• U.S.

JAPAN: Hardest Hit

2 minute read

First Japanese reactions to the German-Russian Pact were complete bewilderment. Cabinet Ministers began the routine of hurried calls—on each other, on the Premier, on privy councilors, on the Emperor —which invariably accompany important Japanese decisions and invariably give rise to rumors that the Cabinet will fall. Foreign Minister Hachiro Arita, who had many a time publicly plumed himself on having accomplished the Anti-Comintern Pact, was busy word-swallowing; Premier Baron Kiichiro Hiranuma, who came to power last January because he had Fascist leanings, looked as if he would topple over when his leaning posts were suddenly withdrawn.

Since Oriental diplomacy and even war are nine-tenths Face, Japan’s greatest shock aside from losing potential armed support against Russia was that Germany had not whispered a word of warning. Ambassador to Berlin Hiroshi Oshima hurried around to see Joachim von Ribbentrop soon after he got back from signing the Pact, taxing him with this slight. How long had this been in the wind? Why had he told Italy’s Count Ciano and not him? Herr von Ribbentrop, who seemed to enjoy the situation, merely replied that consultations had been going on “for a considerable time.”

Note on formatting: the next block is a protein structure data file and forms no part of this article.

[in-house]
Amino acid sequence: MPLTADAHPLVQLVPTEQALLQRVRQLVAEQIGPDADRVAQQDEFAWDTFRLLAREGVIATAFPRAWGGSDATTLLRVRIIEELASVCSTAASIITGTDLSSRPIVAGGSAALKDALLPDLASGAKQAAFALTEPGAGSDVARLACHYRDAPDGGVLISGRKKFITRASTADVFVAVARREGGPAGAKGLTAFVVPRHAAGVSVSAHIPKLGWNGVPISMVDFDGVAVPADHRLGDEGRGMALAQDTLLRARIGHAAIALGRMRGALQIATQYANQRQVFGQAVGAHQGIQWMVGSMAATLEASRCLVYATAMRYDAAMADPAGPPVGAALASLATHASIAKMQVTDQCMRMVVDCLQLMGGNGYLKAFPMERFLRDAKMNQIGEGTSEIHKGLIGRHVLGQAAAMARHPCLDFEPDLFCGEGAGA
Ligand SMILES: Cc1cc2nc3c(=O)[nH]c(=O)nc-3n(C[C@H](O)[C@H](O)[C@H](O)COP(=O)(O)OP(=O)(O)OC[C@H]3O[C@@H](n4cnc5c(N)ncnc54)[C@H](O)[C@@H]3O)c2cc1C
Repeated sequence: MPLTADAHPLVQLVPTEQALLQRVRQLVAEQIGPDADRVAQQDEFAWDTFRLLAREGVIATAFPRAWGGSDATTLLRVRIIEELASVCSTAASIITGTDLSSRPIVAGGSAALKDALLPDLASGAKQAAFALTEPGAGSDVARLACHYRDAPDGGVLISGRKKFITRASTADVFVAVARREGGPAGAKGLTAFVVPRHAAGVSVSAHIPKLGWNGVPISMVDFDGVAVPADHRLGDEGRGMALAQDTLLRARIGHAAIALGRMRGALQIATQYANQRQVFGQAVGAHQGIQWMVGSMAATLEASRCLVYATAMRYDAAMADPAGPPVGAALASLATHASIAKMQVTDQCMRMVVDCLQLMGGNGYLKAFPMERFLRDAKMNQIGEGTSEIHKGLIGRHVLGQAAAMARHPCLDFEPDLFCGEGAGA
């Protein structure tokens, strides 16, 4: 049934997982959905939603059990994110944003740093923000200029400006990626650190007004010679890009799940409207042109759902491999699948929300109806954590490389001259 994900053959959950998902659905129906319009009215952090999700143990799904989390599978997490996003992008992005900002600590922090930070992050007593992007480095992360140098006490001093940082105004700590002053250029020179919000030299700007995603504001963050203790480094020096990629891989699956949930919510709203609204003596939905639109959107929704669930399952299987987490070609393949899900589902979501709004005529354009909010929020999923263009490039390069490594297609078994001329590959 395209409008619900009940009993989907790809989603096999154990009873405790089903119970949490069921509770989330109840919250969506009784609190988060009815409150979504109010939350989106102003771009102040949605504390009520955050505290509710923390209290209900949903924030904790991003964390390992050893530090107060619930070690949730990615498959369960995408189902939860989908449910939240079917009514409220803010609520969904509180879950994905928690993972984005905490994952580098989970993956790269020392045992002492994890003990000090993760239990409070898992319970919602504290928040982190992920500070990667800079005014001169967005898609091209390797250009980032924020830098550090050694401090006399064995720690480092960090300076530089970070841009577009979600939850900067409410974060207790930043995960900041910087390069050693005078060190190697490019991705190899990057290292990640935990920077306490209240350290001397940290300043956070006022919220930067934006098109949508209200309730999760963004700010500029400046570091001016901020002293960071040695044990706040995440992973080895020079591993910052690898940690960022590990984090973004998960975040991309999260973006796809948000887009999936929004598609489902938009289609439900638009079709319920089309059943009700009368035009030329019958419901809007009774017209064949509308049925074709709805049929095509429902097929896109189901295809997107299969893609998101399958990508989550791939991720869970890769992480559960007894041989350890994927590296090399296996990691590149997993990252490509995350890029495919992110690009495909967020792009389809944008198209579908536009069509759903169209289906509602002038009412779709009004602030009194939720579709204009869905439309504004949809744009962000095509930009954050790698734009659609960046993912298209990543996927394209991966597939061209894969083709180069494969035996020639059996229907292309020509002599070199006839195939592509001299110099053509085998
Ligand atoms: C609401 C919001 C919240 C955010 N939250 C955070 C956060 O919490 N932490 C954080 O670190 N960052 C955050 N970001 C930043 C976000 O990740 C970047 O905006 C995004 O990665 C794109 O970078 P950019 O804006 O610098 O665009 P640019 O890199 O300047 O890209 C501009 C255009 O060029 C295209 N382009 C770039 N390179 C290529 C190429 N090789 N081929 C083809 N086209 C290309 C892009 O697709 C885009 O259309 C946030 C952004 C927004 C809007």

To the Japanese, such intolerable arrogance could not go unanswered. The Cabinet met, announced its decision: “An independent foreign policy.” Japan would take on the world.

The Cabinet met again this week, searched its soul, announced another decision: it would resign in a body. Man chosen by Emperor Hirohito to be successor to Premier Hiranuma was no fire-eater, no ambitious young officer, no strong man—but conservative Nobuyuki Abe. An old hobbyhorse of a retired general, he has had no spectacular fighting and political experience, but plenty of experience in behind-the-scenes talking. He was briefly Acting War Minister in 1928, was one of the seven generals who retired after the 1936 uprising of the Army’s jingoists. His probable policy: a strong line in China, but hands off world ambitions.

Of all the nations affected by the Soviet-German Pact, Japan was hardest hit. Before it, she had been a second-rate power with first-rate connections; after it, she was a no greater power with no connections at all. Nobuyuki Abe certainly realized it. “Japan,” he said, “will have a troubled future.”

More Must-Reads from TIME

Contact us at letters@time.com